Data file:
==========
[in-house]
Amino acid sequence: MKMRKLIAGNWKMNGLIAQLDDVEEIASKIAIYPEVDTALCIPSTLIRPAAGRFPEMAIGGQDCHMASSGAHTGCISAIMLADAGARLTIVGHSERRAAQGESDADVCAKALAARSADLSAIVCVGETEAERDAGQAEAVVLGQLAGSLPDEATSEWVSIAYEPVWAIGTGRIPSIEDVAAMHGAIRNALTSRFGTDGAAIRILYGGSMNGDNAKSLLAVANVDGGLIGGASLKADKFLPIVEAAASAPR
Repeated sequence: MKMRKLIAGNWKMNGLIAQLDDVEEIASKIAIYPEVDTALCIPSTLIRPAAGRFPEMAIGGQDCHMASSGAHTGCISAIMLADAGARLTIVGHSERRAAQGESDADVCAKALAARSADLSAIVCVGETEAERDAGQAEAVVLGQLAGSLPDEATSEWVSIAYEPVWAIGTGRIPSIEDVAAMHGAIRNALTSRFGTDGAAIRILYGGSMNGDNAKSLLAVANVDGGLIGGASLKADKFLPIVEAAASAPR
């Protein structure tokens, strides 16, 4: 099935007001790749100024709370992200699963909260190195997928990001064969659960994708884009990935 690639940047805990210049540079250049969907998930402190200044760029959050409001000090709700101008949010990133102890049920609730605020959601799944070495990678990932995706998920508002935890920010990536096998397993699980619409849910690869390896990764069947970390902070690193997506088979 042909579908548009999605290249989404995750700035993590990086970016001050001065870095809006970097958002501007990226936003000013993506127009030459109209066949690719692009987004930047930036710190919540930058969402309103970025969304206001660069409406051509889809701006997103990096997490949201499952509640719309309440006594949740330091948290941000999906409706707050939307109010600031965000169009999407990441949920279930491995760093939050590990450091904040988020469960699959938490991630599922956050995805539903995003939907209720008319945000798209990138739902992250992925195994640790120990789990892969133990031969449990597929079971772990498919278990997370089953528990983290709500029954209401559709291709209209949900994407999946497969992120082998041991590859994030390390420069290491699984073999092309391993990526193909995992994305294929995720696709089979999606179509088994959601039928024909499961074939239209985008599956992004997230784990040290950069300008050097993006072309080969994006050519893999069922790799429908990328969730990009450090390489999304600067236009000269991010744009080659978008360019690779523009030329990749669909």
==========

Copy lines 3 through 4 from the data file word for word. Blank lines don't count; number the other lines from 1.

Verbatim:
Repeated sequence: MKMRKLIAGNWKMNGLIAQLDDVEEIASKIAIYPEVDTALCIPSTLIRPAAGRFPEMAIGGQDCHMASSGAHTGCISAIMLADAGARLTIVGHSERRAAQGESDADVCAKALAARSADLSAIVCVGETEAERDAGQAEAVVLGQLAGSLPDEATSEWVSIAYEPVWAIGTGRIPSIEDVAAMHGAIRNALTSRFGTDGAAIRILYGGSMNGDNAKSLLAVANVDGGLIGGASLKADKFLPIVEAAASAPR
């Protein structure tokens, strides 16, 4: 099935007001790749100024709370992200699963909260190195997928990001064969659960994708884009990935 690639940047805990210049540079250049969907998930402190200044760029959050409001000090709700101008949010990133102890049920609730605020959601799944070495990678990932995706998920508002935890920010990536096998397993699980619409849910690869390896990764069947970390902070690193997506088979 042909579908548009999605290249989404995750700035993590990086970016001050001065870095809006970097958002501007990226936003000013993506127009030459109209066949690719692009987004930047930036710190919540930058969402309103970025969304206001660069409406051509889809701006997103990096997490949201499952509640719309309440006594949740330091948290941000999906409706707050939307109010600031965000169009999407990441949920279930491995760093939050590990450091904040988020469960699959938490991630599922956050995805539903995003939907209720008319945000798209990138739902992250992925195994640790120990789990892969133990031969449990597929079971772990498919278990997370089953528990983290709500029954209401559709291709209209949900994407999946497969992120082998041991590859994030390390420069290491699984073999092309391993990526193909995992994305294929995720696709089979999606179509088994959601039928024909499961074939239209985008599956992004997230784990040290950069300008050097993006072309080969994006050519893999069922790799429908990328969730990009450090390489999304600067236009000269991010744009080659978008360019690779523009030329990749669909």